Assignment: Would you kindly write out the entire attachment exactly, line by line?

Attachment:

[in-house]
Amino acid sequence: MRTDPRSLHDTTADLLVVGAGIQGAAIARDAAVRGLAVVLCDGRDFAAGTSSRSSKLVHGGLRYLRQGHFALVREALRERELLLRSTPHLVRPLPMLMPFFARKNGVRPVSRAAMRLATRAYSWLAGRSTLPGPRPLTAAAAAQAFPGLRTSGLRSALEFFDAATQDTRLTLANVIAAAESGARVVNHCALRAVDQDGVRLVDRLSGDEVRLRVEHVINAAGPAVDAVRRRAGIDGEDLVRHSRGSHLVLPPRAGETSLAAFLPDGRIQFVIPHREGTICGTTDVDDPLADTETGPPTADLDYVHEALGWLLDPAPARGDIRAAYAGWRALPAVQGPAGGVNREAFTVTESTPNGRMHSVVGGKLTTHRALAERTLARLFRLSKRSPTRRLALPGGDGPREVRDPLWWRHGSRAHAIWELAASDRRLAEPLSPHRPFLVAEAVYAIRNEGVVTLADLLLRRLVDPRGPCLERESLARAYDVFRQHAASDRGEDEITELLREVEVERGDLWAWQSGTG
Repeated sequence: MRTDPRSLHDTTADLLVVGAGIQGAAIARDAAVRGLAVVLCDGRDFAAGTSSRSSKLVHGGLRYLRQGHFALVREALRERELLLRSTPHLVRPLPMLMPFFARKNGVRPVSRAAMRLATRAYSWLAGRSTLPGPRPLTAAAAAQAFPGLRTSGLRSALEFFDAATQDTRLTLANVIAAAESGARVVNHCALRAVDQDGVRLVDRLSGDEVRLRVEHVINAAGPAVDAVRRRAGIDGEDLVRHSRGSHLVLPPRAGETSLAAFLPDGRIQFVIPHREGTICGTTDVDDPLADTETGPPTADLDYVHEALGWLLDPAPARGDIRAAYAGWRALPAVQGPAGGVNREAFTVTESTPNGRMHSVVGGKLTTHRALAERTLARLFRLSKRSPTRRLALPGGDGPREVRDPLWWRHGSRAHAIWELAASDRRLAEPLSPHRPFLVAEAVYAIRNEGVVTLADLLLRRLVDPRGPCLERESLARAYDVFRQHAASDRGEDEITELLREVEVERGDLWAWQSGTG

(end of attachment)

[in-house]
Amino acid sequence: MRTDPRSLHDTTADLLVVGAGIQGAAIARDAAVRGLAVVLCDGRDFAAGTSSRSSKLVHGGLRYLRQGHFALVREALRERELLLRSTPHLVRPLPMLMPFFARKNGVRPVSRAAMRLATRAYSWLAGRSTLPGPRPLTAAAAAQAFPGLRTSGLRSALEFFDAATQDTRLTLANVIAAAESGARVVNHCALRAVDQDGVRLVDRLSGDEVRLRVEHVINAAGPAVDAVRRRAGIDGEDLVRHSRGSHLVLPPRAGETSLAAFLPDGRIQFVIPHREGTICGTTDVDDPLADTETGPPTADLDYVHEALGWLLDPAPARGDIRAAYAGWRALPAVQGPAGGVNREAFTVTESTPNGRMHSVVGGKLTTHRALAERTLARLFRLSKRSPTRRLALPGGDGPREVRDPLWWRHGSRAHAIWELAASDRRLAEPLSPHRPFLVAEAVYAIRNEGVVTLADLLLRRLVDPRGPCLERESLARAYDVFRQHAASDRGEDEITELLREVEVERGDLWAWQSGTG
Repeated sequence: MRTDPRSLHDTTADLLVVGAGIQGAAIARDAAVRGLAVVLCDGRDFAAGTSSRSSKLVHGGLRYLRQGHFALVREALRERELLLRSTPHLVRPLPMLMPFFARKNGVRPVSRAAMRLATRAYSWLAGRSTLPGPRPLTAAAAAQAFPGLRTSGLRSALEFFDAATQDTRLTLANVIAAAESGARVVNHCALRAVDQDGVRLVDRLSGDEVRLRVEHVINAAGPAVDAVRRRAGIDGEDLVRHSRGSHLVLPPRAGETSLAAFLPDGRIQFVIPHREGTICGTTDVDDPLADTETGPPTADLDYVHEALGWLLDPAPARGDIRAAYAGWRALPAVQGPAGGVNREAFTVTESTPNGRMHSVVGGKLTTHRALAERTLARLFRLSKRSPTRRLALPGGDGPREVRDPLWWRHGSRAHAIWELAASDRRLAEPLSPHRPFLVAEAVYAIRNEGVVTLADLLLRRLVDPRGPCLERESLARAYDVFRQHAASDRGEDEITELLREVEVERGDLWAWQSGTG